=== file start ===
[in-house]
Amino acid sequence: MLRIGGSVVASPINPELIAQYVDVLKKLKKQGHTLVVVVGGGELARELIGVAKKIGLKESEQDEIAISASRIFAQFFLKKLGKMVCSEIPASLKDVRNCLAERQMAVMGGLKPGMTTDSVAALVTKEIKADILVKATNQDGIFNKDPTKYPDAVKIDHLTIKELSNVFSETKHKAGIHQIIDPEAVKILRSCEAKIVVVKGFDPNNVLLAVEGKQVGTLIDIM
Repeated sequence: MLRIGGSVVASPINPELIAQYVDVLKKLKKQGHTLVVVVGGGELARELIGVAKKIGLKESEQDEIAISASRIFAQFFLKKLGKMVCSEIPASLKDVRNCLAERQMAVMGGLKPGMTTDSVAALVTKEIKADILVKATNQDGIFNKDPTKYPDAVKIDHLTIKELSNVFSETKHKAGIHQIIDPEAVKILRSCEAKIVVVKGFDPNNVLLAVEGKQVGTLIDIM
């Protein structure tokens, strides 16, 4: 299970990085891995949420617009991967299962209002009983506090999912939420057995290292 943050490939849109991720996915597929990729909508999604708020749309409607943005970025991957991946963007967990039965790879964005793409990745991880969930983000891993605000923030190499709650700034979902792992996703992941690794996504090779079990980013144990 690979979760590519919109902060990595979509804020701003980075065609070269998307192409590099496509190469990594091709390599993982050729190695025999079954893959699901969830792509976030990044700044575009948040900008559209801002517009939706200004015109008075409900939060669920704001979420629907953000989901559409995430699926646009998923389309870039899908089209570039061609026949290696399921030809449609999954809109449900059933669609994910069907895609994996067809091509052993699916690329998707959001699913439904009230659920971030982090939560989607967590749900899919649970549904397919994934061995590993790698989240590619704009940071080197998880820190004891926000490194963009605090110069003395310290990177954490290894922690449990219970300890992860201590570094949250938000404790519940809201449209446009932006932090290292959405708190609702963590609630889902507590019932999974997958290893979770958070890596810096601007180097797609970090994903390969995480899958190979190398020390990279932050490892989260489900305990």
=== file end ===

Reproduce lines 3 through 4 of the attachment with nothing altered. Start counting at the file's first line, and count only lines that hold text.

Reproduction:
Repeated sequence: MLRIGGSVVASPINPELIAQYVDVLKKLKKQGHTLVVVVGGGELARELIGVAKKIGLKESEQDEIAISASRIFAQFFLKKLGKMVCSEIPASLKDVRNCLAERQMAVMGGLKPGMTTDSVAALVTKEIKADILVKATNQDGIFNKDPTKYPDAVKIDHLTIKELSNVFSETKHKAGIHQIIDPEAVKILRSCEAKIVVVKGFDPNNVLLAVEGKQVGTLIDIM
């Protein structure tokens, strides 16, 4: 299970990085891995949420617009991967299962209002009983506090999912939420057995290292 943050490939849109991720996915597929990729909508999604708020749309409607943005970025991957991946963007967990039965790879964005793409990745991880969930983000891993605000923030190499709650700034979902792992996703992941690794996504090779079990980013144990 690979979760590519919109902060990595979509804020701003980075065609070269998307192409590099496509190469990594091709390599993982050729190695025999079954893959699901969830792509976030990044700044575009948040900008559209801002517009939706200004015109008075409900939060669920704001979420629907953000989901559409995430699926646009998923389309870039899908089209570039061609026949290696399921030809449609999954809109449900059933669609994910069907895609994996067809091509052993699916690329998707959001699913439904009230659920971030982090939560989607967590749900899919649970549904397919994934061995590993790698989240590619704009940071080197998880820190004891926000490194963009605090110069003395310290990177954490290894922690449990219970300890992860201590570094949250938000404790519940809201449209446009932006932090290292959405708190609702963590609630889902507590019932999974997958290893979770958070890596810096601007180097797609970090994903390969995480899958190979190398020390990279932050490892989260489900305990």